[WATCH] New Pembroke-Ta’ Qali tunnel promises high quality water supply across Malta

The project is expected to lead to better consistency in the quality and taste of water around the island

The tunnel should take around two years to complete, and is currently being drilled at three locations. (Photo: James Bianchi/MediaToday)
The tunnel should take around two years to complete, and is currently being drilled at three locations. (Photo: James Bianchi/MediaToday)

Drilling works on a 9.5km tunnel linking Pembroke reverse osmosis to reservoirs in Ta’ Qali are under way, with the project aiming to improve Malta’s water supply, environmental sustainability and operational efficiency.

The tunnel will distribute pure water through fibreglass pipes from the reverse osmosis to the reservoirs, where it will be blended with groundwater, eliminating the need for the water to be dosed with lime. It will then be sampled and treated, to ensure an optimal quality blend.

Water Services Corporation CEO Richard Bilocca said the project, which is expected to take two to two and a half years to complete, will lead to an increase in the quality of the water, including an improvement in its taste. “Tap water is 100% safe to drink through Malta, but the taste isn’t always ideal. Through this project, the quality and taste of water will become consistent across the island.”

The large diameter glass fibre reinforced plastic (GPR) pipes in the tunnel are being produced and supplied by Turkish company Superlit Boru Sanayi AS, and are the first of their type of be used in Malta.

The tunnel will house two pipelines, one to deliver water to Ta’ Qali and the other to supply good quality blended water to the central part of the island, through a centralised hub fed mainly through gravity, without the need for pumps.

In total, around 3,000 tonnes of pipework and fittings will be laid in the tunnel, which is being drilled in three locations that will eventually merge.

The tunnel is one of two projects currently underway at the Pembroke reverse osmosis plant, the second being an upgrading exercise for the plant’s machinery.

“Through the machine upgrades, we will be able to produce double the quantity of filtered water using the same amount of energy as before,” Bilocca said.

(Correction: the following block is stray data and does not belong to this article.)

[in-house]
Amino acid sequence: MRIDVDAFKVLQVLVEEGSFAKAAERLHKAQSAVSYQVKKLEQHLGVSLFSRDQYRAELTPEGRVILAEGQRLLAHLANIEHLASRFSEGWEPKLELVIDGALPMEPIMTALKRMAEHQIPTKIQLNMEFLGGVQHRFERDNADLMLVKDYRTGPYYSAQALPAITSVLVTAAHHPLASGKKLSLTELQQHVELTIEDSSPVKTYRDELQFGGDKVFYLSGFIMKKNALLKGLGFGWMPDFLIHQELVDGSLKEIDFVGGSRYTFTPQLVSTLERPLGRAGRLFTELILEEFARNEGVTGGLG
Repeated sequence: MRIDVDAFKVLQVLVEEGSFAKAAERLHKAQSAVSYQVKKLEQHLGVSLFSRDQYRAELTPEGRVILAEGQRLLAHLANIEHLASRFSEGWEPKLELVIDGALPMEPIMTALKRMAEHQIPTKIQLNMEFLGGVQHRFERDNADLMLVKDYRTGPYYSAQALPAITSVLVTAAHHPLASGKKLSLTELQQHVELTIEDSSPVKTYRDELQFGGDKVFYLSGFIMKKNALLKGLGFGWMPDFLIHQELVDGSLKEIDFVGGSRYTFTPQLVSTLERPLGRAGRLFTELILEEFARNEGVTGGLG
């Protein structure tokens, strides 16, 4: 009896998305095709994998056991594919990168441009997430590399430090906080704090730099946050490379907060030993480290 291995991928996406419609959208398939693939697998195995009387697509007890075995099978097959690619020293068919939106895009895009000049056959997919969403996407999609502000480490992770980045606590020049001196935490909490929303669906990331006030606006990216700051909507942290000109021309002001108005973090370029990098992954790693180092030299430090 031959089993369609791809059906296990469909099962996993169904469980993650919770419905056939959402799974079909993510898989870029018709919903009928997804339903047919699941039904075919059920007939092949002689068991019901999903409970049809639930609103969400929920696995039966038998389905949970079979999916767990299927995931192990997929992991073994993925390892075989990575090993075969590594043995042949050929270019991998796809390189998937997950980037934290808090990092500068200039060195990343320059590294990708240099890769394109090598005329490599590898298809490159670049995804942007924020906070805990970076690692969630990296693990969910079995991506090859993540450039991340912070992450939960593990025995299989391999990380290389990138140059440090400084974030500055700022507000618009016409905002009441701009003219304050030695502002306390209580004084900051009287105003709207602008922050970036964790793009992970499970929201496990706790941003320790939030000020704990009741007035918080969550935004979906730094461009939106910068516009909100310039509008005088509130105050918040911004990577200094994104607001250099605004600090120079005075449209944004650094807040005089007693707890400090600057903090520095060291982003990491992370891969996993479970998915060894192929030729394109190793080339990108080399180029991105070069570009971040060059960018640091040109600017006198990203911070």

As a result of the upgrades, the estimated annual reduction in electricity use at the Pembroke plant will be of more than 4,400,00 kwHr, resulting in annual savings of over €420,000.

Tunnel part of major water project

(Photo: James Bianchi/MediaToday)
(Photo: James Bianchi/MediaToday)

The tunnel is one component of a €100 million four-year major project, being coordinated by the WSC and co-financed by the EU, aimed at bossting Malta’s water supply security, improving water quality, and promoting the more sustainable and efficient usage of the natural resource.

“Even on a European Union level, Malta is improving significantly when it comes to its use of water. Other EU countries are looking at Malta as a benchmark and an example of how to manage and use water,” water management parliamentary secretary Aaron Farrugia said.

Farrugia added that the project would not only lead to an improvement in the quality of drinking water, but also in that of the water used for agricultural purposes.

Energy minister Joe Mizzi noted that the pressure on the water supply and drainage infrastructure in Malta was rising in tandem with the increase in the island’s population. “We therefore need this project to prepare us for the future,” he said.

Mizzi said that, once the project is finished, certain villages which were previously not well connected to the water supply, would be at a smaller risk of ending up without running water for an extended period if something goes wrong in the system.

More in National